Cab-Over

An oldie but a goodie

Classic car season has just passed, and most owners of these oldies have presumably tucked them away safely into garages until summer rolls around again. Lucky for us every season is LEGO season and we can always check out some brick-built classic beauties like this 1940 Ford Coupe built by Isaac.

1940 Ford Coupe

Isaac renders the sleek body of the Coupe using some bricks and a lot of slopes and tiling – all in black. The grill vent panels in the front of the vehicle are astutely comprised of technic gears and the windshield is minimally rendered with black antenna levers going up into the roof of the car. Isaac also cleverly uses grey minifigure hands to style the back bumper of the vehicle. Overall I would say this model is a pretty accurate recreation of the old school automobile, and it certainly gives us something to look at while indoor season in many places around the world begins.

TBB Cover Photo for October 2020: Bang Bang Goes the Spaceship

This month’s social media cover photo, from LEGO builder Isaac Snyder, is straight from SHIPtember. Isaac’s SHIP was built over the course of 2 weeks and is 105 studs long. After taking a look at this vessel, it doesn’t take long to notice the resemblance. I don’t know about you, but after I realized what the shape was, I went looking for details to confirm my suspicions, and yes indeed, this spacecraft is shaped like a giant, brightly colored sci-fi space rifle.

SI2 Sonike Requiem

The aft of the ship houses a semblance of a power generator, which is fun to visualize with its ring shape. The rest of the components are just as fun to admire. The “bullets” in the “magazine” and the “scope” all stand out and make you wonder how these work in space. Thanks for getting us thinking about the real questions, Isaac.

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Not the first rodeo for this Bronco

There is a golden rule of vehicles: If it exists in real life, then it exists as someone’s LEGO creation. This medium-sized Technic off-roader by Anton Kablash is a model of a car that does not exist… yet. A recently announced next-generation Ford Bronco, set to release in 2021, is a modern take on a classic SUV. While retaining its iconic boxy shape, the new model has a futuristic take on the front grille and headlights of the original vehicle. Anton captures the design with pinpoint accuracy using mostly Technic parts with a few of the usual plates, slopes, and tiles thrown in between.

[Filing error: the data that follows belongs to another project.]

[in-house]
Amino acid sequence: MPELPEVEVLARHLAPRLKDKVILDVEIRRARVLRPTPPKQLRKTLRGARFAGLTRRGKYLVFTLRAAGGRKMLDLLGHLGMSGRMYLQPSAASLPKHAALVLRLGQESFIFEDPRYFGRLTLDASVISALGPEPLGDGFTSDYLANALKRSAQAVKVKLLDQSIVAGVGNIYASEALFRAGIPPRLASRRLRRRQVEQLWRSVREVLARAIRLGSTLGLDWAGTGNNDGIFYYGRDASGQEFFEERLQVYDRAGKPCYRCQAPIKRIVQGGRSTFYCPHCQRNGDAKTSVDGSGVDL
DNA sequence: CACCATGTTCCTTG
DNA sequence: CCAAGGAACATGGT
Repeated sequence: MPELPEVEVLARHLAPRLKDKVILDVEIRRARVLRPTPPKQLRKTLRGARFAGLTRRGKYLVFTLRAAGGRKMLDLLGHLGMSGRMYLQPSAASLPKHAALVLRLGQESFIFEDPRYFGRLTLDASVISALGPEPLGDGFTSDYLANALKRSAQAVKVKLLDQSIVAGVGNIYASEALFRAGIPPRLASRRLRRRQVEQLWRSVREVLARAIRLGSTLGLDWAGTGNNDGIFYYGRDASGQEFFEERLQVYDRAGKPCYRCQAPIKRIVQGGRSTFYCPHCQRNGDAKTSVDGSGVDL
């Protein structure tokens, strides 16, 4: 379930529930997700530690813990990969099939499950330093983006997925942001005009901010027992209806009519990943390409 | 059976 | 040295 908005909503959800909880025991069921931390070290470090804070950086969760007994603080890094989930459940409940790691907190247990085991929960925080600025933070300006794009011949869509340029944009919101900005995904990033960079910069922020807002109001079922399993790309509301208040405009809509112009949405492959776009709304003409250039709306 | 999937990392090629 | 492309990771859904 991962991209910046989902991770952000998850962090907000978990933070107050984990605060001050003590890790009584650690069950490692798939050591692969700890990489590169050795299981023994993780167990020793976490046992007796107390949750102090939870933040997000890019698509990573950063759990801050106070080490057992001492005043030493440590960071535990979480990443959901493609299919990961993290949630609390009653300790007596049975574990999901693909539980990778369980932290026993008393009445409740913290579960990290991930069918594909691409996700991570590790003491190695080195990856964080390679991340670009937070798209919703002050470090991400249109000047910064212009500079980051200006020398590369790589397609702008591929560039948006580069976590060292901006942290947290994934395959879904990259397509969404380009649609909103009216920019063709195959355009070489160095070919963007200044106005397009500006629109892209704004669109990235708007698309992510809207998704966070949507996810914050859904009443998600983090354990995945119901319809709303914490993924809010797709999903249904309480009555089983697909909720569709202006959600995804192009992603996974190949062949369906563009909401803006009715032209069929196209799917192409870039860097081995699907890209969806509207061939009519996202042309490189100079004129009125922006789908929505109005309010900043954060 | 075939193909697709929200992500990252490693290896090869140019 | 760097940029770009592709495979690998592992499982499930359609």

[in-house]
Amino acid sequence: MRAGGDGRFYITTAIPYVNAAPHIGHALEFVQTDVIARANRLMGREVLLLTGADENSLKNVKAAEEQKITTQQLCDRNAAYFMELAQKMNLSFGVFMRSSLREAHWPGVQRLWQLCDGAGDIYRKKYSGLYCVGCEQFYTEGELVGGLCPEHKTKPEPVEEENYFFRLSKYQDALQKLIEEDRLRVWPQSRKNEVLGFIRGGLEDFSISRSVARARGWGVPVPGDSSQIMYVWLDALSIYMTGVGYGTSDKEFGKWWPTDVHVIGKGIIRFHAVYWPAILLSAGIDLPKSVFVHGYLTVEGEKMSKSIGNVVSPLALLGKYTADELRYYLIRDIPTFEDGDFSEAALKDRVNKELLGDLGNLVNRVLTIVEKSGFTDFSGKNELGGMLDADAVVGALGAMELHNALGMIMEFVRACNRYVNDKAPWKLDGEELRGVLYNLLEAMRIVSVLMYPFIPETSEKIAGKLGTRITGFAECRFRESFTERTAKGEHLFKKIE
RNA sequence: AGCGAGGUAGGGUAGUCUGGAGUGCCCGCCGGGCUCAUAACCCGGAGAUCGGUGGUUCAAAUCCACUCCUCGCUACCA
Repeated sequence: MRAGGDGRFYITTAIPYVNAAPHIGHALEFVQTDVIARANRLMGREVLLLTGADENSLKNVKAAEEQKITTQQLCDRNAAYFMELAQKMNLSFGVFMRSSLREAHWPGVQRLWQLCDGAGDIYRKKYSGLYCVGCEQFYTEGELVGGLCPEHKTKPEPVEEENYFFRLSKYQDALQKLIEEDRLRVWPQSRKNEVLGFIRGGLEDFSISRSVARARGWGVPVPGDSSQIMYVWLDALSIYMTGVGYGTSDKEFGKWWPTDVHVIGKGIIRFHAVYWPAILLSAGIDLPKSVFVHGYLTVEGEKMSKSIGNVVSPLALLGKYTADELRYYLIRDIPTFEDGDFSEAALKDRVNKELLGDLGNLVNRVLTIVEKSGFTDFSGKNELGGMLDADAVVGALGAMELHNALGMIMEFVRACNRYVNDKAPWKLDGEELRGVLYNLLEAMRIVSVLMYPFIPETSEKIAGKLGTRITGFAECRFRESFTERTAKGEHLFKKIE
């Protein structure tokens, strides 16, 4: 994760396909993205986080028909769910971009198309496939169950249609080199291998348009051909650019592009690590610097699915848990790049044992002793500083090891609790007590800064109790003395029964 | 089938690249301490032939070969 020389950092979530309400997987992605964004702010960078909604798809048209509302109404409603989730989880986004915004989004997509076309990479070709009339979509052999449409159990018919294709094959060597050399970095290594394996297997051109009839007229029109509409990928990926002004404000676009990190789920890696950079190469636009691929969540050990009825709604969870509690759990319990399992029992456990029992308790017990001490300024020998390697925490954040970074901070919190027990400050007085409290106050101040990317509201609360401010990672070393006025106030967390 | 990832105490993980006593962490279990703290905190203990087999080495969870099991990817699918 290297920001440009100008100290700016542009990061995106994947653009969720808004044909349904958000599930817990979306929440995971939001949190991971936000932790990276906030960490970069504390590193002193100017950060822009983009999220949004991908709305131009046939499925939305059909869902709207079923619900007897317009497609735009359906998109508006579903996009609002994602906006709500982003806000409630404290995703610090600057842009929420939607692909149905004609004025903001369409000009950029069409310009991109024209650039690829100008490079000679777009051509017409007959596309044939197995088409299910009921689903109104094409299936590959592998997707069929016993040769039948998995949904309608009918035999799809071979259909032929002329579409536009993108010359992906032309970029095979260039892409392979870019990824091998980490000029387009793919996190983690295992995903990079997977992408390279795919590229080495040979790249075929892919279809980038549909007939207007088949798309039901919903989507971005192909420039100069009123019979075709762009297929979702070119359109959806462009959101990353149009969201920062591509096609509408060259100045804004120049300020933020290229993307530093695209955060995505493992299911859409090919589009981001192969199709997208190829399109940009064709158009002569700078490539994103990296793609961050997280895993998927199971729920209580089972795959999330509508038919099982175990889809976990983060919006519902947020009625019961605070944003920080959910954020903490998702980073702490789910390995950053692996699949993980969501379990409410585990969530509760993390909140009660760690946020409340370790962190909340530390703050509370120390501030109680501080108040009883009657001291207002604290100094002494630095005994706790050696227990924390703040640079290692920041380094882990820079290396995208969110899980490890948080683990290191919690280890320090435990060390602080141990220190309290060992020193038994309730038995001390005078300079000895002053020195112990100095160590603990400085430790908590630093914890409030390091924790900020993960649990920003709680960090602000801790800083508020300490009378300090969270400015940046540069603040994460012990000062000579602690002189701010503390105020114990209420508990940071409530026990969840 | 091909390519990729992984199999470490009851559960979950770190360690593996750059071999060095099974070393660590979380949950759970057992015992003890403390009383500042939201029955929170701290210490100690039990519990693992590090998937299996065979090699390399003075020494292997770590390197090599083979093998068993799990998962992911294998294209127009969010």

Ford Bronco

As with the real vehicle, I am drawn to the simple, minimalist design of this vehicle. The clean lines form a box that is aesthetically pleasing rather than boring. The only curves are where it matters – the wheel arches and the frame around the headlights. My favourite is the hood, which Anton constructed from tiles and curved slopes rather than Technic parts. The windows and roof in black offer a nice contrast from the white body, and I particularly like the inclusion of mounted spotlights.

Underneath a clean white livery with openable doors, hood, and trunk, there are as many functions as a large-scale supercar. The working steering connects to both a steering wheel and a “hand of god” gear on the roof. The rear wheel connects to an inline four-cylinder engine in the front, and all the wheels have high-clearance suspension. On top of it all, the chassis and exterior are separate modules.